35 UWO Computer Science Use Case Diagrams35 Other Things to Remember At this early point in requirements analysis, DO NOT attempt to design screens for your use cases, just identify them. i.e. don’t worry about how the use cases work, just worry about what the use cases are. Match the actors name to how he/she interacts with the system, not to his/her job title Use cases should be easy for your users to understand, again remember they tell what the user must accomplish NOT how to accomplish it!

36 UWO Computer Science Department36 Case Study Design a Use Case Diagram for the following requirements: A camping reservation system for multiple campgrounds. Each campground has a manager and rangers. Managers and rangers can enter information such as campsite info, and which sites are useable and which sites are undergoing repair/regrowth. Campers can use the system to select and reserve camping locations.  Identify the actors  Identify the use cases  Look for any include use cases  Look for any extend use cases  Which use case might you want to expand to a DETAILED USE CASE?

37 UWO Computer Science Department37 Your Answer Add Site List Sites > Search sites Book site Cancel booking Modify Site Delete Site > Modify booking Ranger Camper > Check Availability

38 © Lethbridge/Laganière 2005 Chapter 4: Developing requirements38 The modeling processes: Choosing use cases on which to focus Often one use case (or a very small number) can be identified as central to the system —The entire system can be built around this particular use case There are other reasons for focusing on particular use cases: —Some use cases will represent a high risk because for some reason their implementation is problematic —Some use cases will have high political or commercial value Create a detailed use case for the central use cases

39 UWO Computer Science Use Case Diagrams39 The “Guts” of Use Cases –We can now supply the details of a use case 1.Define use cases (as done above) 2.Give a simple sentence to explain each use case 3.Give a detailed narration of what the use case does, in paragraph form 4.Describe the main course scenario (main success scenario, main flow) 5.Set pre and post conditions 6.Identify, then describe alternate scenarios with post and pre conditions 7.List any additional requirements that must be met –The users should be allowed to review the narrative to see if it clearly reflects the goal the user is trying to accomplish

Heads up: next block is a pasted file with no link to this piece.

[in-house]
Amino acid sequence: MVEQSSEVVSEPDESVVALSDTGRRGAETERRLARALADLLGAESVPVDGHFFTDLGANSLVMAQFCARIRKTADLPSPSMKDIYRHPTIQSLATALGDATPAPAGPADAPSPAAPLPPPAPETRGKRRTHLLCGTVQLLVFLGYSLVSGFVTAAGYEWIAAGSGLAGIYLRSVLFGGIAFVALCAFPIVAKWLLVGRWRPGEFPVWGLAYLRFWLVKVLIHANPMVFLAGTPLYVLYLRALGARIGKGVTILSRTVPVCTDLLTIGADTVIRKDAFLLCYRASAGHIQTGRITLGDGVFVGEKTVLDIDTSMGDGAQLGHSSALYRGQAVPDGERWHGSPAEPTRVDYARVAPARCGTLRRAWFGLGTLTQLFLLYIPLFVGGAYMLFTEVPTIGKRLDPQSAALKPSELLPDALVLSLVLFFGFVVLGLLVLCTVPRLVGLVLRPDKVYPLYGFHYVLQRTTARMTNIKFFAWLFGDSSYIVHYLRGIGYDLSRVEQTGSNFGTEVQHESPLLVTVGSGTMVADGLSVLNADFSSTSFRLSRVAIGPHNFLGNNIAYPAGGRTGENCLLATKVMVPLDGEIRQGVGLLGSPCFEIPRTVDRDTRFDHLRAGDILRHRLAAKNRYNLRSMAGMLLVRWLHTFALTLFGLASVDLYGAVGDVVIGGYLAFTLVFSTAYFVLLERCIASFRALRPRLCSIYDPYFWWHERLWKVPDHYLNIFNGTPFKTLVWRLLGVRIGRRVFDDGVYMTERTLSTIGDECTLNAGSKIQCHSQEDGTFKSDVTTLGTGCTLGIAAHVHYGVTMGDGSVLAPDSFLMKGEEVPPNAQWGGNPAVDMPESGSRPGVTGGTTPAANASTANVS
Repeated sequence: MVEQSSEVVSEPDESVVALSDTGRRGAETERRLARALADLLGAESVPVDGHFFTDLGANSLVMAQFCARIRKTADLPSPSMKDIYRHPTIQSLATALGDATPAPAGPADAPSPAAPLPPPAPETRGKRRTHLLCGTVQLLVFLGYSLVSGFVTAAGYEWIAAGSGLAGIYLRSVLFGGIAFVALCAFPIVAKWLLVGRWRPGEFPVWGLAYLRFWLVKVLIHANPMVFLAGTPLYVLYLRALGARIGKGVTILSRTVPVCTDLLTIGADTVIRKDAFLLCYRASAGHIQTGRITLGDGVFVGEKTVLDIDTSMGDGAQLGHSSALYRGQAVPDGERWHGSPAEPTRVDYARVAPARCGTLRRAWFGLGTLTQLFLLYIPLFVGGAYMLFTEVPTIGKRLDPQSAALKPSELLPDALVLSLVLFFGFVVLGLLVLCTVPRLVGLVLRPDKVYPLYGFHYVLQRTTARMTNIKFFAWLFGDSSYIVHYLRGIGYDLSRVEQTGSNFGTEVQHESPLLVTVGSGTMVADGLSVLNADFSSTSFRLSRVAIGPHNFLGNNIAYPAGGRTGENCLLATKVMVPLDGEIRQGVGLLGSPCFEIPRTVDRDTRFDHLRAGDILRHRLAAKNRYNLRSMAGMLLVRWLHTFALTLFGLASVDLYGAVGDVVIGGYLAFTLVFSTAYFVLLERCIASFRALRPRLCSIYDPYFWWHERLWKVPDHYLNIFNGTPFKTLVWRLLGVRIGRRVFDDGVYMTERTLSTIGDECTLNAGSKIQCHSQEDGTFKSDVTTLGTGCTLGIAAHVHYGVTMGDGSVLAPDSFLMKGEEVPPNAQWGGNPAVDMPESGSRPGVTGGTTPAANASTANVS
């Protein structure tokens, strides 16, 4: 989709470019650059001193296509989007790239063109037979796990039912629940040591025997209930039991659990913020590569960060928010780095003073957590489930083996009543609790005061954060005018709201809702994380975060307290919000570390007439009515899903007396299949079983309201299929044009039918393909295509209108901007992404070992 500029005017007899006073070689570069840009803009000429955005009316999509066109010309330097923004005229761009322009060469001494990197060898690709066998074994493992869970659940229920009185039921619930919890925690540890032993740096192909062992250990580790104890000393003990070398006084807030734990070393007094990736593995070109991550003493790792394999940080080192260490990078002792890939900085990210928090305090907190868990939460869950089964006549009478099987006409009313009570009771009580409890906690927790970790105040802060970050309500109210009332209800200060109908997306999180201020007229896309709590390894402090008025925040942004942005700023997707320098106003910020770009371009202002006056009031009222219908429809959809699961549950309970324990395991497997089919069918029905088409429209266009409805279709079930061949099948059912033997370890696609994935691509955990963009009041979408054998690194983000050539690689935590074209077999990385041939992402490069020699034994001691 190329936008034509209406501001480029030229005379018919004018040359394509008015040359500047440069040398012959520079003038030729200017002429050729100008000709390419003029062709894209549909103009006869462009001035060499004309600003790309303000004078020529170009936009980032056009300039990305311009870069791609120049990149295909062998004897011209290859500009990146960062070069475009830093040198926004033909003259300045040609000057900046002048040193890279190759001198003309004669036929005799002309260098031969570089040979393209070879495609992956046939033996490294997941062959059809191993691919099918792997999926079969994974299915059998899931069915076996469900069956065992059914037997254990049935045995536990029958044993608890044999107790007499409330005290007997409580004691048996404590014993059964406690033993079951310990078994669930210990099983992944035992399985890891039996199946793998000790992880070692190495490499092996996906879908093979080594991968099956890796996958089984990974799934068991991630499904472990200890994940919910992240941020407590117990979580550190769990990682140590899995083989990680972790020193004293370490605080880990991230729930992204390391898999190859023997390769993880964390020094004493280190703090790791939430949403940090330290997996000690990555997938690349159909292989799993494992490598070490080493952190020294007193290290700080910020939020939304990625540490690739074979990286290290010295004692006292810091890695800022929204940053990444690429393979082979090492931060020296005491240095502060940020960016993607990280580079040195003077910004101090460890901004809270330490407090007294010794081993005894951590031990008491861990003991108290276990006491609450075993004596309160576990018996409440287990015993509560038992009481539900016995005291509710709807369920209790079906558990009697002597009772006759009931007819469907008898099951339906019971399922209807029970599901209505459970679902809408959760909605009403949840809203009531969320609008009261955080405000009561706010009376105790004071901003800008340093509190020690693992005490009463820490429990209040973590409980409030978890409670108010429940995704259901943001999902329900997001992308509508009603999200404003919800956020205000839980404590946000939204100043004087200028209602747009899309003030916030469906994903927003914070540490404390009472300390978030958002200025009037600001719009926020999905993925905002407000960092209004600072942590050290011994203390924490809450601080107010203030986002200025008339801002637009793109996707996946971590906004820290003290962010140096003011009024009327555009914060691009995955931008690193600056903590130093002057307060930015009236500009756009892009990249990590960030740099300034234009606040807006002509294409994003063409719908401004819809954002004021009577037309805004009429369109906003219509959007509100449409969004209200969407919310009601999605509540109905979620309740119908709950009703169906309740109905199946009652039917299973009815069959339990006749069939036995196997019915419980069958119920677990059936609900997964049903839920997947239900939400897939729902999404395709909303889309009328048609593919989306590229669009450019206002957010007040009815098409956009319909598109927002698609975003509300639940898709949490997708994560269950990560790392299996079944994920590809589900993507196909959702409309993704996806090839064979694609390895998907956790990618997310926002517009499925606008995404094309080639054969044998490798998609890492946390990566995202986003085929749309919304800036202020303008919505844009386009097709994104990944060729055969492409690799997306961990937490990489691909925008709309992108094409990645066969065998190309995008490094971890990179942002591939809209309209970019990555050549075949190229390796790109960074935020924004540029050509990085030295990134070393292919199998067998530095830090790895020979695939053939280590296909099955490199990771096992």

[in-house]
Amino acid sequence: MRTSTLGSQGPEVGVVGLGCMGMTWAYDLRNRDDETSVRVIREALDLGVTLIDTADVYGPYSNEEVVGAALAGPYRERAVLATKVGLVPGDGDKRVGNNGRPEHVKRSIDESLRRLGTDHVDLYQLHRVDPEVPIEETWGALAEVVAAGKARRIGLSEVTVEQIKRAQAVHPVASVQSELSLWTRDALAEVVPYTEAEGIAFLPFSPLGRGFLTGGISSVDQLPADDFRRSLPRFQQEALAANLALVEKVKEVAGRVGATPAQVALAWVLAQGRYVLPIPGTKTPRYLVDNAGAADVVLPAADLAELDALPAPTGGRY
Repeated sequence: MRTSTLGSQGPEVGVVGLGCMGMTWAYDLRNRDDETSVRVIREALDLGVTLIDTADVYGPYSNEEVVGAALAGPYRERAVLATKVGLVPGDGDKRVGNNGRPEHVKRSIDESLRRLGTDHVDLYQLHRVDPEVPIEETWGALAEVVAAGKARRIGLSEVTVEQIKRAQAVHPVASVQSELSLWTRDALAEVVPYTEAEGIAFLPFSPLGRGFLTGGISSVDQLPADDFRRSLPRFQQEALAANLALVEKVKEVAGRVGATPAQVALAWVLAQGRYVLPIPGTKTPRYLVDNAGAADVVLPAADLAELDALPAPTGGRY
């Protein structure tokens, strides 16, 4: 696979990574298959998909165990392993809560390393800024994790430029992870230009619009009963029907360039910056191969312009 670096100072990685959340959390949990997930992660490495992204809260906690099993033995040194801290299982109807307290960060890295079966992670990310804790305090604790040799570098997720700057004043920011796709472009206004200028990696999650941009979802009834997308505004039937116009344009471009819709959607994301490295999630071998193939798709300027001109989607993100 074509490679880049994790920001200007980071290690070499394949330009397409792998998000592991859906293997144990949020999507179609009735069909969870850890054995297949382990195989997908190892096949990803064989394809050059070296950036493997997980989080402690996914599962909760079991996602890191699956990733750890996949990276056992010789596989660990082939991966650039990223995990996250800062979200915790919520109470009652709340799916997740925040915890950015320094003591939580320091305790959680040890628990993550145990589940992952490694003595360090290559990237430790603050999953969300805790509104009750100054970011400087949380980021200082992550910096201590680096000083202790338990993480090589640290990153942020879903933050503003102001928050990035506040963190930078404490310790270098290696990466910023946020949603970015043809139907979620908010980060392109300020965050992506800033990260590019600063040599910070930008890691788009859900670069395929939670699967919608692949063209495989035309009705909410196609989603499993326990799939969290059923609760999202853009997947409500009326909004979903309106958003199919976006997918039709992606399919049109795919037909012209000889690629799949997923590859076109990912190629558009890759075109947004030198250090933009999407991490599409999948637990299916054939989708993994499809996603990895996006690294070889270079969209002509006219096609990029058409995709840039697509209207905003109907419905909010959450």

40 UWO Computer Science Use Case Diagrams40 Example 1. Use Case Name: Check out video 2. Description: This use case allows the actor, clerk, to rent out a video to a particular customer 3. Narrative: This use case starts with the clerk entering in the video id number of the video to be rented. The system displays the video title and how many copies are available. If no copies are available, the action is cancelled. If there is at least one copy available, the system prompts for customer’s id number. If the name displayed matches the customer name the system prompts for the payment information. The clerk enters in the customers credit card number which is authorized by the credit card authorization system, if the card is not valid, the customer is asked if he/she wishes to pay with cash, if he/she says no, the action is cancelled. Otherwise the system displays the return date for the video and gives a confirmation message that the video was rented. Review this narrative with your users before continuing!

41 UWO Computer Science Use Case Diagrams41 4.Main Course: Actor: ClerkSystemActor: Credit Card Authorization System 1. The clerk enters the video id number of the movie to be rented. 3. The clerk enters the customer id number 5. The clerk enters the customers credit card number 8.The clerk confirms the checking out of the movie 2. The system displays the name of the movie and the number of copies available 4. The system displays the customers name. 6. The system sends the card number to the credit card authorization system and waits for confirmation 9. The system displays that the video was rented and displays the return date 7. Reports card is accepted.